It so happens that Windows 10's Balanced power plan delays changes towards faster P-states - which bring increased frequency and voltage and hence, power consumption - so as to save more power. However, this means that there is an increased delay (latency) between the moment more processing power is required of the Ryzen processor and the moment the processor is allowed to change P-states to deliver it. Add to this the fact that Ryzen takes a significant performance hit with core-parking enabled, and Windows 10's balanced power plan attempts to park all logical processors beyond the first 10% whenever possible means that most of Ryzen's cores will have to be unparked before they can process any kind of workload - and this in itself incurs in an increased latency and, therefore, performance penalty.

AMD Community Update: BIOS Updates, Patches, Performance Improvements

Yesterday, we covered how Ryzen's performance has seen a needed lift-up through an upcoming update to Ashes of the Singularity: Escalation. Performance improvements of up to 30% do wonders in bringing up the 8-core, 16-thread Ryzen 7 1800X's performance up to speed with its svelter gaming enemy, the 4-core, 8-thread i/ 7700K. And through a community update, AMD has now shed some light on the ongoing crusade for adapting an entire ecosystem to its Ryzen line of processors architecture features. Case in point: BIOS updates and game patches,

Ashes of the Singularity: Escalation Update Brings Improved Performance to Ryzen

Some outlets are reporting that Stardock's Ashes of the Singularity is about to receive the much-referred-to patch that allows for improved performance on AMD's Ryzen line of processors. If you remember, rivers of ink flowed regarding AMD's Ryzen performance in gaming, with its monstrous, high-performance 8-core, 16-threaded design sometimes delivering performance below expectations. At the time, AMD clarified how Ryzen is a distinctive CPU architecture, similar yet fundamentally different from Intel's x86 implementation, promising upcoming patches from game developers that would allow Ryzen's architecture to truly deliver.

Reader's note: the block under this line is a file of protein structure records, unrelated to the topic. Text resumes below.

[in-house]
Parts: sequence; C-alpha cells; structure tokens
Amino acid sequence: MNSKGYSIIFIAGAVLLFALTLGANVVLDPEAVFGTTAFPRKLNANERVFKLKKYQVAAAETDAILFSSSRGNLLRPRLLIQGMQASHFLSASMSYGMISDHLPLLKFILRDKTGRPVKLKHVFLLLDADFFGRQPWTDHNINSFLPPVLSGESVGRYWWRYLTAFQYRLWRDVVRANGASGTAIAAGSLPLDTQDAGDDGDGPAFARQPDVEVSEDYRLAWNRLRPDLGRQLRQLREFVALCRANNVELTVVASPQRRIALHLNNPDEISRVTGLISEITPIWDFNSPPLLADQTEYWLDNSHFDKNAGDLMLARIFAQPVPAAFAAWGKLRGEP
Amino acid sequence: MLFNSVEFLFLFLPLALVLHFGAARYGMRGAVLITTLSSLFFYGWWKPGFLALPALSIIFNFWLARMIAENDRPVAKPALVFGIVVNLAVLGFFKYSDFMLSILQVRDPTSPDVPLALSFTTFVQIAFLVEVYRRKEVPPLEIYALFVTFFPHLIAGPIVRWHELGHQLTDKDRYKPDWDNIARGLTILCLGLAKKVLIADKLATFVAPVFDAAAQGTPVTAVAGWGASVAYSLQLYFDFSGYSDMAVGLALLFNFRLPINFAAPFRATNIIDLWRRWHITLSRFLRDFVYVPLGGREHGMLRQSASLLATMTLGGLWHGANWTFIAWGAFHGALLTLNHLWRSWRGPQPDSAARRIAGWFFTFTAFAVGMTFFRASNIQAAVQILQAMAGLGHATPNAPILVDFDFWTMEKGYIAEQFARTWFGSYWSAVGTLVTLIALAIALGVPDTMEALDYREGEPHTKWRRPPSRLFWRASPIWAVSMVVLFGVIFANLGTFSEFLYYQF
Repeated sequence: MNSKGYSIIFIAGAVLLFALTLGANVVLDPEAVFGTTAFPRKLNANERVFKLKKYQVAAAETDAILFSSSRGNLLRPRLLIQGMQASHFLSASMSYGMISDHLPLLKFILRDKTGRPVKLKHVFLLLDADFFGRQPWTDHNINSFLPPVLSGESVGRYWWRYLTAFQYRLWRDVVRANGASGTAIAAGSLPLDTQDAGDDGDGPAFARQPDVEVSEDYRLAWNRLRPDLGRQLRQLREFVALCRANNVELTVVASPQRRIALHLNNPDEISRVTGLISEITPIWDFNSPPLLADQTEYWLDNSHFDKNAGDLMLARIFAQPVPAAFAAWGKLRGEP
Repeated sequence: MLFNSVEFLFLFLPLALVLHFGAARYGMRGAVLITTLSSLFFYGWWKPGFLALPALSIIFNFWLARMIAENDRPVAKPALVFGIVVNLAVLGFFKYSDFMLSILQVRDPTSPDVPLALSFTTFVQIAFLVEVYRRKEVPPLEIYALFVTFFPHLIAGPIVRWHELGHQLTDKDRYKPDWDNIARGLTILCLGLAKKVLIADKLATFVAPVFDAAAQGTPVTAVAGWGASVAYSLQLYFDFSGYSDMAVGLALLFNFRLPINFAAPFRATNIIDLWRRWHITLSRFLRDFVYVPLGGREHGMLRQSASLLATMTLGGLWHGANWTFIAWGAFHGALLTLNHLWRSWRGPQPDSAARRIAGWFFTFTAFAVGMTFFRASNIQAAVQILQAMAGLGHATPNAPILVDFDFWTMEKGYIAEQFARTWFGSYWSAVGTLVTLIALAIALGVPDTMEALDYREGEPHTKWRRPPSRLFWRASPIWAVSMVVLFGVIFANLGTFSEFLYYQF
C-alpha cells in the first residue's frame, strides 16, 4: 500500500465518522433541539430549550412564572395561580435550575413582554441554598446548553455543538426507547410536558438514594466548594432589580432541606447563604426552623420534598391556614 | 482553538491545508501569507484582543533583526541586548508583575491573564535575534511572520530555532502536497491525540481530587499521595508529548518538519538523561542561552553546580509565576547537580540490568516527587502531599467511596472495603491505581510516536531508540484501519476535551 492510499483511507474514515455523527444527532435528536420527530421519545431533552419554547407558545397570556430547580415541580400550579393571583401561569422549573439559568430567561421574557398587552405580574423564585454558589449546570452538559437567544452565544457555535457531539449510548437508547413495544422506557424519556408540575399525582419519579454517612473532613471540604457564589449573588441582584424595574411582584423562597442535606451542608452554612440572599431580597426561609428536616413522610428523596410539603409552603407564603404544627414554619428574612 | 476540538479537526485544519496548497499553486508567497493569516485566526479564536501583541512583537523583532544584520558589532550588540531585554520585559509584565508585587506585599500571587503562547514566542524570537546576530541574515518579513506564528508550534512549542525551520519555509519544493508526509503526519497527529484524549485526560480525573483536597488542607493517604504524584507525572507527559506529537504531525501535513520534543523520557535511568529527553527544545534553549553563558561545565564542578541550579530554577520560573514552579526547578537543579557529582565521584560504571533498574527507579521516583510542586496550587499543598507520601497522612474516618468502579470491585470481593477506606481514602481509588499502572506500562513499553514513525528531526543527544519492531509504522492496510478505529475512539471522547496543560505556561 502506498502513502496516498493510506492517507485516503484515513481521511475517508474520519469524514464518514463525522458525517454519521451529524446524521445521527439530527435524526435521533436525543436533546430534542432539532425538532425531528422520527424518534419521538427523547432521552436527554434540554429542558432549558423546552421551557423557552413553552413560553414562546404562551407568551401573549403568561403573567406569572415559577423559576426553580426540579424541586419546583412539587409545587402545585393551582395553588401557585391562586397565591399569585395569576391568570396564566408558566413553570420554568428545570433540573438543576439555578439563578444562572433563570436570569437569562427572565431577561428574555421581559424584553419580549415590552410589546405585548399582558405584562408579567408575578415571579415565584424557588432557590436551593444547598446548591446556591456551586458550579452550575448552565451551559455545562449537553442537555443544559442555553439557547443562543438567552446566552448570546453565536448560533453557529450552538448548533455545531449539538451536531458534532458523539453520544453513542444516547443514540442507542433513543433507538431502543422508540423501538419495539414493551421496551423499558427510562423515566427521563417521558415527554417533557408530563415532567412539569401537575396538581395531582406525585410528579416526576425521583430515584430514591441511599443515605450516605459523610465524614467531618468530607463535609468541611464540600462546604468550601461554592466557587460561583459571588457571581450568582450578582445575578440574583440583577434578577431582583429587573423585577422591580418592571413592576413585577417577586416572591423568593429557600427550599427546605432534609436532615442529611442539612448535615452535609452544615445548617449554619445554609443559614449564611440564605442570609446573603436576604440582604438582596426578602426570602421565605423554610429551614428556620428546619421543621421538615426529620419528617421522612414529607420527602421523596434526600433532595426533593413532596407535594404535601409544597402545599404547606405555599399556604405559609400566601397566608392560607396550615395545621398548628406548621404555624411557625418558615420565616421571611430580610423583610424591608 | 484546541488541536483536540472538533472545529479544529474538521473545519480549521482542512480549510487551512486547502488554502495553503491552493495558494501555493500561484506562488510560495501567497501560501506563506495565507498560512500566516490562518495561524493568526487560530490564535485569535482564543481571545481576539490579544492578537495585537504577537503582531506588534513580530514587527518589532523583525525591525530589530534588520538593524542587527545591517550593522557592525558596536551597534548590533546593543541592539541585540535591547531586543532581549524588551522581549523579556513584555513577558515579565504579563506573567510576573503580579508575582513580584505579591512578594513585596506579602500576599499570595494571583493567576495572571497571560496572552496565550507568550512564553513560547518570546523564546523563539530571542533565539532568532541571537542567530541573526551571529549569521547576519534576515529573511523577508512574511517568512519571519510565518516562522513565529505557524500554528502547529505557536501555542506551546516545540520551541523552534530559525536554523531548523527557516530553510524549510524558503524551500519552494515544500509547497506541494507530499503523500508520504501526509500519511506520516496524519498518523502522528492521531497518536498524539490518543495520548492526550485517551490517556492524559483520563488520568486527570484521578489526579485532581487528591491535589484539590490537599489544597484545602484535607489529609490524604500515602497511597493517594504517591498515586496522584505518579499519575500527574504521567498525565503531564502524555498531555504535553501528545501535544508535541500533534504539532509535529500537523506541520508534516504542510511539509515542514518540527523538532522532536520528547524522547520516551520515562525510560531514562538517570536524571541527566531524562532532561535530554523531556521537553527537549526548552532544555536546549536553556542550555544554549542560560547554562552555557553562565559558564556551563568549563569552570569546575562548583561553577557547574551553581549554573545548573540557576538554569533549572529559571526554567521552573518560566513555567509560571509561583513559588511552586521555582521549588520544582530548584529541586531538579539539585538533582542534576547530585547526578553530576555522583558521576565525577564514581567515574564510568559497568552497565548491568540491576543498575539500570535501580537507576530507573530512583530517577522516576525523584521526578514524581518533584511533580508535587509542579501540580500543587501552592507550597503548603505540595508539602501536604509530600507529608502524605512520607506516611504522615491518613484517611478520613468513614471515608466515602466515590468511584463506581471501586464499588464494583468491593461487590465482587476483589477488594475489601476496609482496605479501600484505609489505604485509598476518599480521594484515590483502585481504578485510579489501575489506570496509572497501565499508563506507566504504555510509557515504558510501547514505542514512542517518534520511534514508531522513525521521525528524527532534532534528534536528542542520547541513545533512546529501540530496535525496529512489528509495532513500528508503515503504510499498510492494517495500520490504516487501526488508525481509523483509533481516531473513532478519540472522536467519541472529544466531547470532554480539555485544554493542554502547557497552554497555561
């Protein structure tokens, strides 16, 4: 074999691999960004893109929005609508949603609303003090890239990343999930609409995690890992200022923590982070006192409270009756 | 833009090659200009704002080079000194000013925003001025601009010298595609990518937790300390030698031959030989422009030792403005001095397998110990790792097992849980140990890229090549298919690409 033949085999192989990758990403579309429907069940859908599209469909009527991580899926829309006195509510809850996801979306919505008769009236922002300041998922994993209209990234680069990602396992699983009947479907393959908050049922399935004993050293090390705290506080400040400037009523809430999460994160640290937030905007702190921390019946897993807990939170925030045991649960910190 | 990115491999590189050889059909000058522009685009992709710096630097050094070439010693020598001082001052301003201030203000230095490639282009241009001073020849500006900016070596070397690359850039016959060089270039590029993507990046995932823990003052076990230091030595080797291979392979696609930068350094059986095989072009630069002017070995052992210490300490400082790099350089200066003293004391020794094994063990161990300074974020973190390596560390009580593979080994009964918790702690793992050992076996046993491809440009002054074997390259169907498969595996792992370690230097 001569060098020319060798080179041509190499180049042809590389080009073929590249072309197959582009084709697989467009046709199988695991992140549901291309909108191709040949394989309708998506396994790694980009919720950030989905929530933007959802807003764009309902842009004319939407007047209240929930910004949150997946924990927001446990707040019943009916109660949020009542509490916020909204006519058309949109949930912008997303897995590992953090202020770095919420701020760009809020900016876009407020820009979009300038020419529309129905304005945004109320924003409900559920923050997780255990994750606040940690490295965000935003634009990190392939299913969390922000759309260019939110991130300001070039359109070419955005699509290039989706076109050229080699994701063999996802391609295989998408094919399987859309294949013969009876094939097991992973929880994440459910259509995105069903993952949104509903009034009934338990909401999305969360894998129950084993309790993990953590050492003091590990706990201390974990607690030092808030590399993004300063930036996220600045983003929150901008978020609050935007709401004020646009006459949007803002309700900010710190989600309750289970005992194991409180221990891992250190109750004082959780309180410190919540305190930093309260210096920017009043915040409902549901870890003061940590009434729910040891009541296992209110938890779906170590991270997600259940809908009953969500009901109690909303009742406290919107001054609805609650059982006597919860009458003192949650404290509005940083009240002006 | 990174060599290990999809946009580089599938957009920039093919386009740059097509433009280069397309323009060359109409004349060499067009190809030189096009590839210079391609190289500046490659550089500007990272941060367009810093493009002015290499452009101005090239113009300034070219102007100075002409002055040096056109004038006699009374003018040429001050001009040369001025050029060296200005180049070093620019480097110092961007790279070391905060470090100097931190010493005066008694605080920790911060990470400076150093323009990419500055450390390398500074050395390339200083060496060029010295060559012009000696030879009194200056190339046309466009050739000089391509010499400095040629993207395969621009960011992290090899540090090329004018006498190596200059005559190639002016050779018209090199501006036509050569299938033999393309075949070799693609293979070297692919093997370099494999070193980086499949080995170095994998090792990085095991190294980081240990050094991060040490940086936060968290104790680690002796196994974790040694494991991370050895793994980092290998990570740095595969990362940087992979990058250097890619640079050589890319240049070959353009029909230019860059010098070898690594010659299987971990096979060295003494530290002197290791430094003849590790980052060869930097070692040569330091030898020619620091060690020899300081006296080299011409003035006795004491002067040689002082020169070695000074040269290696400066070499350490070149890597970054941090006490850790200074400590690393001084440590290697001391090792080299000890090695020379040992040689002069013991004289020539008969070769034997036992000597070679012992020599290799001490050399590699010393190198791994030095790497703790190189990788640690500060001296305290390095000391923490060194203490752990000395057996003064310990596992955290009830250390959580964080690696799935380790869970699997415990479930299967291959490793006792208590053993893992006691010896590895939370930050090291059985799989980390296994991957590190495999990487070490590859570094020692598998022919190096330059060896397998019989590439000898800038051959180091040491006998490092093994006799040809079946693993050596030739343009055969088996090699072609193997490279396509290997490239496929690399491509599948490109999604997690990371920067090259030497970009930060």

After Creative Assembly and Oxide Games vouched to improve Ryzen support, Oxide seems to be the first developer with a patch available (from version 25624 to 26118) that improves performance by up to 30%. Reportedly, it took the developers around 400 work-hours to improve the game code in respect to its execution on AMD hardware.

AMD's Ryzen Cache Analyzed - Improvements; Improveable; CCX Compromises

AMD's Ryzen 7 lower than expected performance in some applications seems to stem from a particular problem: memory. Before AMD's Ryzen chips were even out, reports pegged AMD as having confirmed that most of the tweaks and programming for the new architecture had been done in order to improve core performance to its max - at the expense of memory compatibility and performance. Apparently, and until AMD's entire Ryzen line-up is completed with the upcoming Ryzen 5 and Ryzen 3 processors, the company will be hard at work on improving Ryzen's cache handling and memory latency.

Hardware.fr has done a pretty good job in exploring Ryzen's cache and memory subsystem deficiencies through the use of AIDA 64, in what would otherwise be an exceptional processor design. Namely, the fact that there seems to be some problem with Ryzen's L3 cache and memory subsystem implementation. Paired with the same memory configuration and at the same 3 GHz clocks, for instance, Ryzen's memory tests show memory latency results that are up to 30 ns higher (at 90 ns) than the average latency found on Intel's i7 6900K or even AMD's FX 8350 (both at around 60 ns).
Return to Keyword Browsing